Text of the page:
Monday, 26 November 2012

Patience with Beginners

Yesterday I realized that I had pounded up a small dried Indian coconut with sugar for no reason. I also had three egg whites left over after making nog. So I decided to see what would happen if I put the coconut with whipped egg whites and rice flour for some macaroons. They're nice. For some strange reason I tried whisking with my left hand. Know what? It's impossible. That arm has absolutely no muscle memory of having ever done this. And then I took out a knife and tried to cut a carrot into batons. Know what? My left hand is a complete beginner. And I'm starting to really empathise when someone, like my younger son, who tells me, he actually CANT make his own pancakes. Things I take for granted like swirling the pan with butter, pouring batter, flipping pancakes, are simply not things he can do yet, physically. And I assume there are probably many people much like him.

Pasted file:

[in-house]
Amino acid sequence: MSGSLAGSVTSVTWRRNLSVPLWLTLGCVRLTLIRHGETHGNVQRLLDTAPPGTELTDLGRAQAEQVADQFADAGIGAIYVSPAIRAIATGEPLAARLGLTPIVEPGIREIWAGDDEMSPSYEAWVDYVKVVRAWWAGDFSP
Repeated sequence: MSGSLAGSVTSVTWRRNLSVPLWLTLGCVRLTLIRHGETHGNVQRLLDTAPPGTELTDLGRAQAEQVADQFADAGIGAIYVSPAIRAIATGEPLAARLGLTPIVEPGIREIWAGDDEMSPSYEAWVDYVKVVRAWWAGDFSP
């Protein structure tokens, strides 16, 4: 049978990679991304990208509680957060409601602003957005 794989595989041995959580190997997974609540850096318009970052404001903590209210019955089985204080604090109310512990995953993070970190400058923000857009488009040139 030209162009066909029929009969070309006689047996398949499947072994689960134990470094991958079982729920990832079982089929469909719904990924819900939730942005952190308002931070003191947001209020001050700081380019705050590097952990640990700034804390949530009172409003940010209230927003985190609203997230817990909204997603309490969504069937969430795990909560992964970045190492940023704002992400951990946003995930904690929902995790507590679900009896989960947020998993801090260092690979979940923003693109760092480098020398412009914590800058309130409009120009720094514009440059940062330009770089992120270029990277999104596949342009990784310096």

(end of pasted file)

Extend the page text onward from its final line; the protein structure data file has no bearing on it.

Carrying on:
It also occured to me that this is exactly like writing. Some of my students can organize ingredients, put them in good order, and even flip them with a solid thesis. Some have never been asked to write a research paper yet in their lives. They are absolute beginners. And I understand why now. No one assigned a real paper. No one threw them in the kitchen and said, cook. Doesn't matter what happens. Start. Then do it again. And again. Eventually you will know how to write. Or cook. Same thing. Or anything. It's not something you can teach except for encouraging people to do it. I'm beginning to feel better about cookbooks with no directions, and my sophmore history seminar where I have basically just let the students loose and am making them write a full length 6,000 word paper. Like anything, simply doing it makes it possible.

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